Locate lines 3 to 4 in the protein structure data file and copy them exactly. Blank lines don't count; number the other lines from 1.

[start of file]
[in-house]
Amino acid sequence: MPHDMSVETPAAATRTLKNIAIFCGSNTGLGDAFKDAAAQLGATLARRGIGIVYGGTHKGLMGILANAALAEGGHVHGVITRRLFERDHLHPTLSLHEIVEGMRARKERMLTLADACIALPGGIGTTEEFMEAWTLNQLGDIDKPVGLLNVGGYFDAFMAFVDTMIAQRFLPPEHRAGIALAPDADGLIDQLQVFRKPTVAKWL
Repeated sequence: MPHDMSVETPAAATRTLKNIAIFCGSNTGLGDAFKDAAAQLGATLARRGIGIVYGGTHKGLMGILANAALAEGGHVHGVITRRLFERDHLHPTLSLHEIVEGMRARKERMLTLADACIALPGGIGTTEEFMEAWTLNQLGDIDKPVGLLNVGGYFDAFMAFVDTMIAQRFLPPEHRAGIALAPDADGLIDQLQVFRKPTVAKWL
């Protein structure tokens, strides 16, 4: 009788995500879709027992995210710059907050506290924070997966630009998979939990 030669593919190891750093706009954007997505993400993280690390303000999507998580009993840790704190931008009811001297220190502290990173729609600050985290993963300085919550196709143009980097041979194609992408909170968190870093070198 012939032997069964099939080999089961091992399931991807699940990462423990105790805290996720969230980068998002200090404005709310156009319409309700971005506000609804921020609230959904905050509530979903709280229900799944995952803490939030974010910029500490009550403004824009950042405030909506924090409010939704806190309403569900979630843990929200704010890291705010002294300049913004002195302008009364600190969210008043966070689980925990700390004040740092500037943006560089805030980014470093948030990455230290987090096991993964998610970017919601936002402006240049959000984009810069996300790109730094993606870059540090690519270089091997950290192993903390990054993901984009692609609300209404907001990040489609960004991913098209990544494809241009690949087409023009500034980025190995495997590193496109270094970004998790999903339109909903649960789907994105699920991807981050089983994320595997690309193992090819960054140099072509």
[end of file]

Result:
Repeated sequence: MPHDMSVETPAAATRTLKNIAIFCGSNTGLGDAFKDAAAQLGATLARRGIGIVYGGTHKGLMGILANAALAEGGHVHGVITRRLFERDHLHPTLSLHEIVEGMRARKERMLTLADACIALPGGIGTTEEFMEAWTLNQLGDIDKPVGLLNVGGYFDAFMAFVDTMIAQRFLPPEHRAGIALAPDADGLIDQLQVFRKPTVAKWL
């Protein structure tokens, strides 16, 4: 009788995500879709027992995210710059907050506290924070997966630009998979939990 030669593919190891750093706009954007997505993400993280690390303000999507998580009993840790704190931008009811001297220190502290990173729609600050985290993963300085919550196709143009980097041979194609992408909170968190870093070198 012939032997069964099939080999089961091992399931991807699940990462423990105790805290996720969230980068998002200090404005709310156009319409309700971005506000609804921020609230959904905050509530979903709280229900799944995952803490939030974010910029500490009550403004824009950042405030909506924090409010939704806190309403569900979630843990929200704010890291705010002294300049913004002195302008009364600190969210008043966070689980925990700390004040740092500037943006560089805030980014470093948030990455230290987090096991993964998610970017919601936002402006240049959000984009810069996300790109730094993606870059540090690519270089091997950290192993903390990054993901984009692609609300209404907001990040489609960004991913098209990544494809241009690949087409023009500034980025190995495997590193496109270094970004998790999903339109909903649960789907994105699920991807981050089983994320595997690309193992090819960054140099072509």